Here’s an issue that several readers have asked about lately: What to do when a client treats you like a cog in the machine? A podcast listener recently referred to this as “dehumanization” in our profession. Examples may include:
- Applying to work with a client without ever interacting with a human–the application process is a series of online forms, DocuSign documents, and auto-responses
- Translation projects assigned by mass e-mail (“Dear translator”) or through an online job portal
- Inability to talk to a human, even when you want or need to
For us as freelancers, the real question is what to do about this if it bothers you. Here are a few suggestions that may help:
- Adjust your mindset. These kinds of interactions are a) transactional, and b) impersonal. No question about that. However, they are not objectively wrong and horrible. For every freelancer who longs for a personal relationship with their clients, there’s a freelancer who sees those personal interactions as a waste of time in a relationship that is fundamentally about exchanging a service for money. Feeling critical every time a client treats you impersonally will only subtract years from your life and is unlikely to change the client’s behavior.
- Set boundaries. When you work with a client, you are telling them that their way of working is OK with you. If their way of working is not OK with you, it is not a good use of your time to try to change the client, or–worse–to expect that they will change on their own. The best option is simply to set boundaries about what kinds of client relationships are–and are not–OK with you.
Examples of boundaries:
- “If you typically assign translation projects via mass e-mail, please be aware that I will not respond. I respond only to project requests sent directly to me.”
- “Before working with you, I’d like to have a five to ten-minute Skype call with one of your project managers, to get a sense of whether we’re a good fit for each other.”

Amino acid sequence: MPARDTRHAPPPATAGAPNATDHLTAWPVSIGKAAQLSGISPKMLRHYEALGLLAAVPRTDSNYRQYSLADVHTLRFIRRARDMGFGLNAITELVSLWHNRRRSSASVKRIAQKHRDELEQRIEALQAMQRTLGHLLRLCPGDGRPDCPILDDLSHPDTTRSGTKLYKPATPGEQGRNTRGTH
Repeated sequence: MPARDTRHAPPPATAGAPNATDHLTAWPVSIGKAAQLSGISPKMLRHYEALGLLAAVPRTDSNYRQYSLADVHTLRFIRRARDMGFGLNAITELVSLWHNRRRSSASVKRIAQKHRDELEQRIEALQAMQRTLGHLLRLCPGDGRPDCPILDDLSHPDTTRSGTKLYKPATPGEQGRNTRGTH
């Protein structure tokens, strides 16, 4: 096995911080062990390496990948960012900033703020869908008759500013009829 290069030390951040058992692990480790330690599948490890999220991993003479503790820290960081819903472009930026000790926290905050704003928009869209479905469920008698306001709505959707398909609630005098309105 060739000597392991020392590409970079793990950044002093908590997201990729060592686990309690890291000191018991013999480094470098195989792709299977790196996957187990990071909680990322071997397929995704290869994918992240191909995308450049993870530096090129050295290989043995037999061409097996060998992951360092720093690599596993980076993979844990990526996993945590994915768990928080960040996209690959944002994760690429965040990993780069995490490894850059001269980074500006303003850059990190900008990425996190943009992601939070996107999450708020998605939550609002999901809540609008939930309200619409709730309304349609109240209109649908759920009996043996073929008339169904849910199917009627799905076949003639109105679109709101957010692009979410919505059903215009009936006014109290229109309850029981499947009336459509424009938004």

- “I prefer to have a conversation about rates, rather than putting one rate in your online form. Would that work for you?”
- Stop expecting clients to be something that they’re not. I truly believe that every type of client serves a purpose in our industry. Clients who need their HR training videos transcribed, translated, and re-recorded into 28 languages are probably not the best fit for a freelancer; they really need a company. Clients who want the same translator to work on every project, and whose businesses depend on consistency and confidentiality, are probably not the best fit for a company; they really need a freelancer. Problems arise when you expect a huge agency to crave a personal relationship with you, when they’re trying to push gazillions of words out the door. The huge agency business model is not intrinsically bad, but it’s a mass market business like any other. Just as you wouldn’t expect a personal shopping concierge to greet you at the door of a big-box retailer, don’t expect big-box translation clients to call and ask how your weekend was, before they ask if you’re available for 10,000 words.
- Trust that there are clients who want–or even crave–personal relationships. I can attest that my direct clients have taken me out to dinner, invited me to their birthday parties (no kidding), invited me to tour their campuses, and asked to see pictures of my daughter’s bike races. These types of client relationships do exist, and you can find them. But the first step is to acknowledge that many clients do not want and will not cultivate a personal relationship with you. Once you accept that, you can free yourself to move on to clients who do want that kind of thing.
If you have a story about a personal relationship with a client–or how you extricated yourself from an impersonal client relationship—let’s hear about it in the comments. Copyright secured by Digiprove © 2018 Corinne McKay